Steve Ott knows the Sabres need help to make the playoffs. ©2013, Dan Hickling, Olean Times Herald

Sabres know a loss to Rangers would likely end playoff hopes

BUFFALO – The Sabres have shattered the widespread belief they would finish a lost season meekly and perhaps contend for a lottery pick instead of making an unlikely run at the Eastern Conference’s final playoff spot.

In dealing captain Jason Pominville and two other respected veterans for draft picks and prospects prior to the April 3 trade deadline, general manager Darcy Regier openly talked about the future and shifting the focus to next season.

The current campaign, most believed, was all but over.

Barely two weeks later, the 10th-place Sabres, winners of three straight games and six of the last eight, are in the thick of the playoff chase with four games remaining.

“They still believe with every ounce of their body that they’re going to be in the playoffs,” said interim coach Ron Rolston, whose Sabres host the eighth-place New York Rangers tonight. “You just feel it on the bench.”

Tonight’s tilt against the Rangers inside the First Niagara Center is huge. The Rangers defeated the Florida Panthers 6-1 on Thursday, opening up a four-point lead (48-44) on the Sabres.

A victory keeps the Sabres’ slim playoff hopes alive. A loss kicks them out of the race.

The Sabres basically need to run the table in regulation and get some help to have any chance at the final spot.

“Obviously, (tonight’s) game is pretty much our season in (the) aspect of where we are, if we can continue this push,” Sabres winger Steve Ott said Thursday following the Sabres’ short practice inside the Northtown Center in Amherst. “It’s a huge game that we all have to be ready for just as if it was the last game for our lives. For us, that’s a mindset we have to take.”

Ott added: “We all want a chance at the dance.”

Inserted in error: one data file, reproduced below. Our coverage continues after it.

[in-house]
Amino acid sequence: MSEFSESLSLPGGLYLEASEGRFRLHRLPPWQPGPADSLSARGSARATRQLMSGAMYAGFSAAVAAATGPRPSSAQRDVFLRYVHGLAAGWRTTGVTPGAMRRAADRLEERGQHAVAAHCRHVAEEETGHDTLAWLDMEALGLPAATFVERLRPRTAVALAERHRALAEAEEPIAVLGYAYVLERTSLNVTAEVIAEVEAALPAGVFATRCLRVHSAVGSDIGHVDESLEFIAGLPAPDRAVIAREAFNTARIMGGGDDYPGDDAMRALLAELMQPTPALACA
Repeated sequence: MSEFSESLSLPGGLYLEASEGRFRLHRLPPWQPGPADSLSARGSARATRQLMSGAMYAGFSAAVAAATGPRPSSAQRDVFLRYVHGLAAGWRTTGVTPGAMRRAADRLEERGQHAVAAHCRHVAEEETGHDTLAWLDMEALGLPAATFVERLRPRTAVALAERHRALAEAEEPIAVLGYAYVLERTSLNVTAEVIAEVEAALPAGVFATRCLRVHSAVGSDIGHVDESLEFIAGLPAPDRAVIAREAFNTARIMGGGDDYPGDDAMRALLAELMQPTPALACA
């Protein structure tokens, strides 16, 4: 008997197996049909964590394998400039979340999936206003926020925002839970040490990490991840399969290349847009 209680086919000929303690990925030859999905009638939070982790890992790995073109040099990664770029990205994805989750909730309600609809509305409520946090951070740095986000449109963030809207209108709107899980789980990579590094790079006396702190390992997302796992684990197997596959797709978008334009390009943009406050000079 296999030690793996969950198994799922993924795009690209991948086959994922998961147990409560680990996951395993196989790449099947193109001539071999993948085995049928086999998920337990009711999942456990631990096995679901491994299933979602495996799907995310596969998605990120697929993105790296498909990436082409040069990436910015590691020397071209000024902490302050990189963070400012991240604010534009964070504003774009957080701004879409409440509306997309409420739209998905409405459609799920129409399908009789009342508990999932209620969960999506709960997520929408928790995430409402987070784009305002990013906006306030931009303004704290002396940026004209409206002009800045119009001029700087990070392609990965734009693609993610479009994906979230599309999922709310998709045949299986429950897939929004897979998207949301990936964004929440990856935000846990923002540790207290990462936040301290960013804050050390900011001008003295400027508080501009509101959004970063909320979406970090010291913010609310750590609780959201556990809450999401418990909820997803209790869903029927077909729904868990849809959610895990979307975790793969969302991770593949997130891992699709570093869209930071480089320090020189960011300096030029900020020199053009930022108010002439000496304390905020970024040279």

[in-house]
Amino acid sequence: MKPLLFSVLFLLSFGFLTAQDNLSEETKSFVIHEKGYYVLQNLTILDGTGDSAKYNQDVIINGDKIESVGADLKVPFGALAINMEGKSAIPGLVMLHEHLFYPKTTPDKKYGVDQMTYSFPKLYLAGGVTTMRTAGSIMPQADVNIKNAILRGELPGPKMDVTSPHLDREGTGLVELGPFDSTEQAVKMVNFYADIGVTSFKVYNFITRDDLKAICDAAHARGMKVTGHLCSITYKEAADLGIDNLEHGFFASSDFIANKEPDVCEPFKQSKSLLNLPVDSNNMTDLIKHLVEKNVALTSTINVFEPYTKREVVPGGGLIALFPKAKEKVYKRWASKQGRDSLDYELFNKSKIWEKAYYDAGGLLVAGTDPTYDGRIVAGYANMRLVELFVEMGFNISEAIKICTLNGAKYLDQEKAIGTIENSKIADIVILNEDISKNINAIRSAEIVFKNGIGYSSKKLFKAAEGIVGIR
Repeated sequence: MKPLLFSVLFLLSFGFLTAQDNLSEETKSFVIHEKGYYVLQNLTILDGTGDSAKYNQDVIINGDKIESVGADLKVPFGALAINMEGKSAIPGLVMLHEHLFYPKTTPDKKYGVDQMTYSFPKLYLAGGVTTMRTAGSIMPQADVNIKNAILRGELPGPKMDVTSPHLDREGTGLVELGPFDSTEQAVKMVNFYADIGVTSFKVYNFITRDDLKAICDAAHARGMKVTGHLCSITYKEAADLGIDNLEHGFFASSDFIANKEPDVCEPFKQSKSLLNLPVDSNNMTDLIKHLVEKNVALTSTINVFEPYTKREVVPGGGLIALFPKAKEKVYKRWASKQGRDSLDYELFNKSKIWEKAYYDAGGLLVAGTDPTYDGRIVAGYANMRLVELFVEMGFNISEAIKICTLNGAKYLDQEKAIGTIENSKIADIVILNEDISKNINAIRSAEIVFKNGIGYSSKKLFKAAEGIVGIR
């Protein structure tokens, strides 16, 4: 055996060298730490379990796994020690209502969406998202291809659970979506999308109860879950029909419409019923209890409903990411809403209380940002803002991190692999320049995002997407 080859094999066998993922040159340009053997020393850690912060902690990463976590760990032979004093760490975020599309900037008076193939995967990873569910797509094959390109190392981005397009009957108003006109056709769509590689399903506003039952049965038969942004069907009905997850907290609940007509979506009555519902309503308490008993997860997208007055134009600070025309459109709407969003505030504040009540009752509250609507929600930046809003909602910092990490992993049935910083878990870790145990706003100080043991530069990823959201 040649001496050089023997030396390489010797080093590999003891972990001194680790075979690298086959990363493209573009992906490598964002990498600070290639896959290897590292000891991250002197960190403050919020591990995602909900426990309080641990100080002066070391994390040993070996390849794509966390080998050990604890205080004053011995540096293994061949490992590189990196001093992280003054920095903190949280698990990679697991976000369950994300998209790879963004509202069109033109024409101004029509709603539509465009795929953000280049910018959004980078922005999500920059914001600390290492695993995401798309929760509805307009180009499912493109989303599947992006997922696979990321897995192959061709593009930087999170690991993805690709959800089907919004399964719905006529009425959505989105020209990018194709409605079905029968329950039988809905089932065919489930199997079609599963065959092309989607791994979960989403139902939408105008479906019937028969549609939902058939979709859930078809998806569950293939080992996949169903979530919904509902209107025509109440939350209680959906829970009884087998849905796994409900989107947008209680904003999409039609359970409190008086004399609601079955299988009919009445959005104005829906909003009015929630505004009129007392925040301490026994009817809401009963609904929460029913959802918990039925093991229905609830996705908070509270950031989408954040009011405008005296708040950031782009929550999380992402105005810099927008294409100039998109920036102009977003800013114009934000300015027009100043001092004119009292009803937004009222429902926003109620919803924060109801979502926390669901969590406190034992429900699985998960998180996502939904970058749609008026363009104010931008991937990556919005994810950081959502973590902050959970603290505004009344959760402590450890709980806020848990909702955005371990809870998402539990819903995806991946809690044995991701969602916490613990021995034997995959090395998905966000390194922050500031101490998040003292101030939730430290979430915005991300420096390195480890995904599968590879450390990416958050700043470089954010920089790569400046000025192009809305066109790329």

How have the Sabres kept climbing?

Not only is Pominville, arguably the team’s best all-around player for years, gone, so are defensemen Jordan Leopold and Robyn Regehr. Tyler Myers, their alleged franchise defender, is finished for the season after breaking a bone in his leg in last Thursday’s 5-1 loss to Montreal.

That brutal home defeat seemed to extinguish whatever faint playoff hopes the Sabres still held.

But the Sabres allowed only one goal while beating Philadelphia and Tampa Bay at home over the weekend before Wednesday’s emotional 3-2 shootout win in Boston, a game they tied on the power play with 27 seconds left.

“I think people have thought we were done for a long time,” Rolston said. “But I think the guys in the room have a lot of resolve. I think they’ve built that up over the course of the year. Each event that happened to them has kind of made them stronger and been able to bounce back from adversity even more so. The experiences they’ve went through and how they’ve stuck together is a credit to them. …

“When I got here, when bad things happened, they reacted a whole lot differently than they do now. And that’s part of how resilient they are and they just find a way.”

Players have seized the opportunities the departures created.

“That’s the message since Day One we had when we started trading people away for picks,” Sabres winger Thomas Vanek said. “It’s just new opportunities. Keep going. It’s not over until it’s over.”

Sabres rookie Brian Flynn added: “Everyone’s just kind of buying into how we have to play to win hockey games.”

Don’t forget, there’s still the ninth-place Winnipeg Jets, who visit Monday. The Rangers and Jets (48 points) have only played 43 games. Destiny is out of the Sabres’ hands.

“We need help,” Ott said. “With (teams ahead) having games in hand, we definitely need help.”

Vanek has told teammates “we can only control how we play and how we get points.”

“We have done, for the most part since the trade deadline, our part,” he said. “The rest is not up to us.”

That’s why Rolston would consider pulling his goalie at the end of a tie game in regulation. The Sabres need to need keep the Rangers and Jets from getting a consolation point.

“You have to think everything at this time of the year,” Rolston said. “I don’t think you can erase the fact that we have to get every point, and you have to do what you have to do to get those points.”

Rolston and his players said they would be cheering for the Panthers on Thursday.

“Any opponent that’s playing somebody in front of us we’re probably a fan of at this part of the year,” Rolston said.

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